How to Arrange Temporary Guardianship for a Child

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Temporary guardianship refers to formally turning over the care of your children to another adult for a specific period of time, usually for six months or less. For example, temporary guardianship may be established if you need to be out of town on business for an extended amount of time or if you might be incapacitated while you recuperate from a medical procedure.

Establishing a temporary guardianship allows a child to live with another person other than their parents. That person becomes responsible for taking care of the child's day-to-day needs. In the event of an emergency, they can make important medical decisions on behalf of that child. Also, the guardian would be temporarily in charge of managing the child's education, finances, healthcare, and any other pertinent issues related to the child's upbringing and well-being.

States have different instructions, forms, and requirements for establishing temporary guardianship for your child. You will need to determine the specific guidelines for your state. Your local government may have a specific form you will need to fill out. If not, you will need to write a letter stating who you are appointing as guardian of your child and for how long and then have it notarized.

When Is Temporary Guardianship Needed?

The first thing you need to know is whether you need to establish temporary guardianship. If you share custody with your child's other parent, then setting up temporary guardianship with another adult might not be necessary. However, if the other parent is not going to be the person caring for your children in your absence, then you may need to designate a temporary guardian.

Additionally, if you are a widow or widower or have sole custody, then you might want to establish a temporary legal guardianship in the event you will temporarily not be available to readily handle, care for, or make decisions concerning your child.

Who Is the Right Person?

A temporary guardian will act a parent surrogate in your absence. So think about who is best suited to be there for your kids. You will want to select someone you trust completely to competently care for your children—and whose judgment you feel matches up well with your own. Ideally, this is also a person your children know and feel comfortable with. This will likely be a person your children have already spent considerable time with.

Often, a relative or close friend is chosen to serve as a temporary guardian. This person may be another parent whose children are near to your children's ages. You may also want to consider a family member who is willing to step in to help with your children.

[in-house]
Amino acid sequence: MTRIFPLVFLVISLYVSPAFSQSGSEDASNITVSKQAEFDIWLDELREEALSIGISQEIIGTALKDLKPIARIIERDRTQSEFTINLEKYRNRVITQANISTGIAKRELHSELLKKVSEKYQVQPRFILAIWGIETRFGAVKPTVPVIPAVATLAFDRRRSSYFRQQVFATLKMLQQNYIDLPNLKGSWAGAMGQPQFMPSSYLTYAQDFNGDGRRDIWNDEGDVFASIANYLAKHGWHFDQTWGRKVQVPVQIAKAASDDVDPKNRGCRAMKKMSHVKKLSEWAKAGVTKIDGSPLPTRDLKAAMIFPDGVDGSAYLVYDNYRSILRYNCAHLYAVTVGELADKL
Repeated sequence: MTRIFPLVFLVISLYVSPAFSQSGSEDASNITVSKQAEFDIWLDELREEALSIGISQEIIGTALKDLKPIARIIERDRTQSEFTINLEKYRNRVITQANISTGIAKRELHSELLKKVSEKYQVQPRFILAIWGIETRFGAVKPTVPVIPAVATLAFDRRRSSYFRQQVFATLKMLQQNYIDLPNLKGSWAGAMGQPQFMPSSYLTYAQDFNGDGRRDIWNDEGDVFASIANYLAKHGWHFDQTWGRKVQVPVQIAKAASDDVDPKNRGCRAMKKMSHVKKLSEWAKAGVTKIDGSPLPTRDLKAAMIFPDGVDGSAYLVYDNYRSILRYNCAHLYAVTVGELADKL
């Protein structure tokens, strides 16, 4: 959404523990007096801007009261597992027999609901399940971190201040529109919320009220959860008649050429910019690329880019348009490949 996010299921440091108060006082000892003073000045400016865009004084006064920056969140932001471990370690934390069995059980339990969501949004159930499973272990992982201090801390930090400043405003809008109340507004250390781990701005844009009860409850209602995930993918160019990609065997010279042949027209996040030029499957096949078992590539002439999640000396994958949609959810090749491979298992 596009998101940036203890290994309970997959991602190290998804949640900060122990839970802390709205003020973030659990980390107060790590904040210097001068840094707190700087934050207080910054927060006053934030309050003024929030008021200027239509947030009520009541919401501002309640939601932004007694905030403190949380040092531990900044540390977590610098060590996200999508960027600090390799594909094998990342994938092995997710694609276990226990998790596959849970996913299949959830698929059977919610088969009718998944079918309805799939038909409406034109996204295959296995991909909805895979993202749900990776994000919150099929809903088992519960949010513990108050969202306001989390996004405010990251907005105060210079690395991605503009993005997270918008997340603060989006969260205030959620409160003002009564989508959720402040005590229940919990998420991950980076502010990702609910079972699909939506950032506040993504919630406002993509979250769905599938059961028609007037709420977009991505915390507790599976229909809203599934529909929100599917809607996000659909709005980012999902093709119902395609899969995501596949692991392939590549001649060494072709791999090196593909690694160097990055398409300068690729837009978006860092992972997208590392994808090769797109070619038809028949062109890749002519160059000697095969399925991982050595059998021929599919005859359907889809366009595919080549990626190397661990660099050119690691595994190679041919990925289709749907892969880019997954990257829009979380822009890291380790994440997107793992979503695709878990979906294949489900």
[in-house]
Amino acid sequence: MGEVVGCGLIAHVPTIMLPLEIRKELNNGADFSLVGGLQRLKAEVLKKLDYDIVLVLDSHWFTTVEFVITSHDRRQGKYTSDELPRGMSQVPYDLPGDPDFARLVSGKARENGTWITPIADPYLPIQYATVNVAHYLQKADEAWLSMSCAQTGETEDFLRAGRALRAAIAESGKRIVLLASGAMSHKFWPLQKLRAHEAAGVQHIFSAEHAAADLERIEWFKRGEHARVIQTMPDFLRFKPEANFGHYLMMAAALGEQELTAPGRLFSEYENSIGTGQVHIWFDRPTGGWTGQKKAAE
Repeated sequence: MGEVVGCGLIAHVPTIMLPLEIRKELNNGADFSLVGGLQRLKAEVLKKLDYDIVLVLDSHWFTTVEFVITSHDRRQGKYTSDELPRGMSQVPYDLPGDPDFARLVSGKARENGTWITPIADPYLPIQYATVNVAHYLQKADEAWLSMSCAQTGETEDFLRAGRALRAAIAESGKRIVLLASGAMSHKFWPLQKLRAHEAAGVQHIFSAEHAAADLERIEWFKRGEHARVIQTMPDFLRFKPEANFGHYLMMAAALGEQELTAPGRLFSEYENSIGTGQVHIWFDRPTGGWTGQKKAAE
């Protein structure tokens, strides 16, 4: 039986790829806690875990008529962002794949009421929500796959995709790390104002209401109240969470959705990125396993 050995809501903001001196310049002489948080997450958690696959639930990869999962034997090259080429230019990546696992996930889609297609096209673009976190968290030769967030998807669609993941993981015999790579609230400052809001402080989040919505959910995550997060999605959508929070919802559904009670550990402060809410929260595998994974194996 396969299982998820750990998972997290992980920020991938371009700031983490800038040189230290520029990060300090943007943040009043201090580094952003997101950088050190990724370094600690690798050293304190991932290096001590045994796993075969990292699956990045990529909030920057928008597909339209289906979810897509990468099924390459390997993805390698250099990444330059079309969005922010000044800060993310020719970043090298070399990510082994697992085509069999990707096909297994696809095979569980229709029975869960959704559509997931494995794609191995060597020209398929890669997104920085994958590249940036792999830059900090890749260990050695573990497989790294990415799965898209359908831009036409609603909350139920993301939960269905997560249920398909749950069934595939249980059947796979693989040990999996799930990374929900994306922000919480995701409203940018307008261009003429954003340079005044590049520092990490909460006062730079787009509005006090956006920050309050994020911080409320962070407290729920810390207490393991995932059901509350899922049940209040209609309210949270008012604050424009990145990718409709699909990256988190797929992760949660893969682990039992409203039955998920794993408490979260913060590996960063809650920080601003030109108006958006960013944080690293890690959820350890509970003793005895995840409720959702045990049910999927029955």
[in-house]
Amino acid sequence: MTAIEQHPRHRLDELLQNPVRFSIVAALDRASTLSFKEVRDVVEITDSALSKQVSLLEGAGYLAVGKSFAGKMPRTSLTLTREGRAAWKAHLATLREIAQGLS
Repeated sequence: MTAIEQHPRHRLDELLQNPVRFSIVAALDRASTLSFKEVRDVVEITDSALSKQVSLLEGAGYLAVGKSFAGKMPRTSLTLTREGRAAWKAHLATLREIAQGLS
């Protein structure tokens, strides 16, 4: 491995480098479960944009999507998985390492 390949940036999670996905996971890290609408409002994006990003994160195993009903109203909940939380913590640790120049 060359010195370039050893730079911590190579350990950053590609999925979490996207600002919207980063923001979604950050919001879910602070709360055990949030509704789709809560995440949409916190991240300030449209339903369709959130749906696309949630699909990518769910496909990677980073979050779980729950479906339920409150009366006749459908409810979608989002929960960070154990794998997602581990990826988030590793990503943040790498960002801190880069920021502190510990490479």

Selecting a Temporary Guardian

Once you have gone through all of your options, develop a list of those who you would consider for the role of a temporary guardian. In addition to evaluating how they would parent your child, consider their other family and work obligations. Even if someone would like to help you, not everyone will have the time to take on the care of your children. Remember, this is a big responsibility, so do not be surprised (or hurt) if your first choice turns you down.

You will need to explain to the potential temporary guardian what temporary custody means—including the decisions that person should be prepared to make in your absence. Also, clearly explain your wishes for the care of your children to ensure that the two of you are on the same page.

Discussing the Guardianship

You will need to determine the length of time this temporary arrangement will cover. If you will be out of town for work or while serving in the military but will be somewhat reachable, you should discuss to what level you are rescinding control over decisions. You'll want to go over any schedules you expect the children to follow, such as school, meals, chores, and bedtimes. Share any extracurricular or social activities the child participates in.

You should have an understanding regarding sleeping arrangements, travel, and any other conditions you both may have. You will need to inform the temporary guardian about the child's medical history, recent medical care, and any medical concerns, including allergies, medications, or ongoing treatments. You will need to agree on the administration of over-the-counter medications.

Depending on the duration of the temporary guardianship, you might need to notify your child's school and physician about emergency contact information, so that they know who to contact and are aware that the guardian can make decisions on the child's behalf. Additionally, discuss any pertinent financial arrangements, so that it's clear who will be paying for the upkeep of the child during the temporary guardianship.

Making the Arrangement Official

In most states, you will need to fill out a temporary guardianship agreement form and have it notarized. You may or may not need to file it with your city, county, or state. You may only need to fill it out and keep a notarized copy on hand. Be sure that both you and the temporary guardian have a copy. The regulations differ in each state, so check with your local county court office to verify the rules in your area.

Notarizing the letter verifies that it is indeed your signature on the form, and ensures that your child's caregiver will be able to secure prompt medical treatment or make other important decisions for your child in your absence.

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2 Sources
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  1. Family Law Self Help Center. Short-term temporary guardianship.

  2. Grandfamilies (The American Bar Association/Center on Children and the Law). Care & Custody - Summary and Analysis.